Shad and stripers are in, so it’s time to get fishing!

Come mid June, Maine anglers have a lot of options. On some rivers and streams, the caddis flies are hatching like crazy, and fly fishers try to take advantage of this annual event. Lake trollers can target both landlocked salmon and togue, and often drag a sew-on smelt behind lead-core line.

Cheryl Daigle (right) and Hazen Dauphinee fish for shad on the Penobscot River in Old Town back in 2016. John Holyoke | BDN

And in the mighty Penobscot River, people start to ask about striped bass and American shad. Are they in? Is anyone catching them? Should I give it a try?

The answer, according to a weekly report from the Maine Department of Marine Resources’ Bureau of Sea-Run Fisheries and Habitat, is a resounding “YES.”

The shad have returned to the river. So have the stripers. And it’s prime time to start thinking about fishing for them.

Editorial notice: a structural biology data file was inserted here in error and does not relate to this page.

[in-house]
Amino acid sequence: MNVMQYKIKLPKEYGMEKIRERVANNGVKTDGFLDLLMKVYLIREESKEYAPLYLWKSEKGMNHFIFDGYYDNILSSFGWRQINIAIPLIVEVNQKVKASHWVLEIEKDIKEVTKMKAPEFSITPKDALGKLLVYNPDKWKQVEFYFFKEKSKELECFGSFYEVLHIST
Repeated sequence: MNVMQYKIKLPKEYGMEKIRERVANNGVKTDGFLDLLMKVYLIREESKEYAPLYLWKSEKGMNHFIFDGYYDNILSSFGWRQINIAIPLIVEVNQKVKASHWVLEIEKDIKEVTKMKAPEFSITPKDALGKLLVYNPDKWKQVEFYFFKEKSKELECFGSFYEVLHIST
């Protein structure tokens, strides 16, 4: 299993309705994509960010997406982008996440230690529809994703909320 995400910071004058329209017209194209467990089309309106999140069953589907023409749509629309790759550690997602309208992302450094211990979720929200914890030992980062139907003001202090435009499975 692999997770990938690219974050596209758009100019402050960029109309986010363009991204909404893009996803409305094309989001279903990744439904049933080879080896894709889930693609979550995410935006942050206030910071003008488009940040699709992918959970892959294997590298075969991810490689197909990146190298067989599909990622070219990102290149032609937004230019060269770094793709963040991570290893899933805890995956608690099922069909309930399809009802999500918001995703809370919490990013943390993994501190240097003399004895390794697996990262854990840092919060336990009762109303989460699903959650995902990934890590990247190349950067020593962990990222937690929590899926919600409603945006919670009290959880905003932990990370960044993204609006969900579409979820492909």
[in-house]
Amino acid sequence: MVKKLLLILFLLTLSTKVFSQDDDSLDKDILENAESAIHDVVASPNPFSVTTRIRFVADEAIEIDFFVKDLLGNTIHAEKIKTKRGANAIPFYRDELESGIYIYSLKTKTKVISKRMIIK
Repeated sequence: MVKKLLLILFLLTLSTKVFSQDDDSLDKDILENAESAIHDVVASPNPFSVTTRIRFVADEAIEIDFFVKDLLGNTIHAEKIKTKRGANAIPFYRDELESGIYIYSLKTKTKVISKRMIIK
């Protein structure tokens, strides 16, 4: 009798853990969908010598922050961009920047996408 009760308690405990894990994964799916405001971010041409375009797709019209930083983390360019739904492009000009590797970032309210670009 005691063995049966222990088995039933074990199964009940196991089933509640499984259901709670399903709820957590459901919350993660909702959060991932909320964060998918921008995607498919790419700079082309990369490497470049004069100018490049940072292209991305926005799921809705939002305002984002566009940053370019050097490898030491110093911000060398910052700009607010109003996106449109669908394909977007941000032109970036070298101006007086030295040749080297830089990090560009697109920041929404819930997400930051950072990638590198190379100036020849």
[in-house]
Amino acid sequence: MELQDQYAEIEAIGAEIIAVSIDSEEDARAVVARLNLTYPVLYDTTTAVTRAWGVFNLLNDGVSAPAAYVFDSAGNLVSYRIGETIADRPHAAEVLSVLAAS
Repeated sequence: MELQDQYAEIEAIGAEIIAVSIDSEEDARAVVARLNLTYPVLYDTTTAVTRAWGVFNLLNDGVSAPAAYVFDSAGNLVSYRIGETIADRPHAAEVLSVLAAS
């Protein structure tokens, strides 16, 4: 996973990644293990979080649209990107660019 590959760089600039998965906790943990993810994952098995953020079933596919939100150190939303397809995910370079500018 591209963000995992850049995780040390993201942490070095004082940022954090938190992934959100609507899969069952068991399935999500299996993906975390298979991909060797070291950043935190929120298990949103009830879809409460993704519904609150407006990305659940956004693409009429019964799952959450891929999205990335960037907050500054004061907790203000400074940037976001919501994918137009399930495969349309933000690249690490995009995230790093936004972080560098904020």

Jason Valliere of the DMR monitors the arrivals at the Milford Dam fish trap, where various fish are counted.

“We have passed 2,254 American shad.  Shad numbers seem to vary greatly day to day but have been between 100-600 the last 10 days or so,” Valliere wrote in his Sunday report. “We have passed 117 striped bass.  All smaller fish in the 10- to 20-inch range.  We typically do not see larger fish in the fishway.  It’s time to catch stripers!!!”

So there you have it. Find a friend and head to the river. Good luck!


John Holyoke

About John Holyoke

John Holyoke has been enjoying himself in Maine's great outdoors since he was a kid. Today, he's the Outdoors editor for the BDN, a job that allows him to meet up with Maine outdoors enthusiasts in their natural habitat. The stories he gathers provide fodder for his columns, and this blog.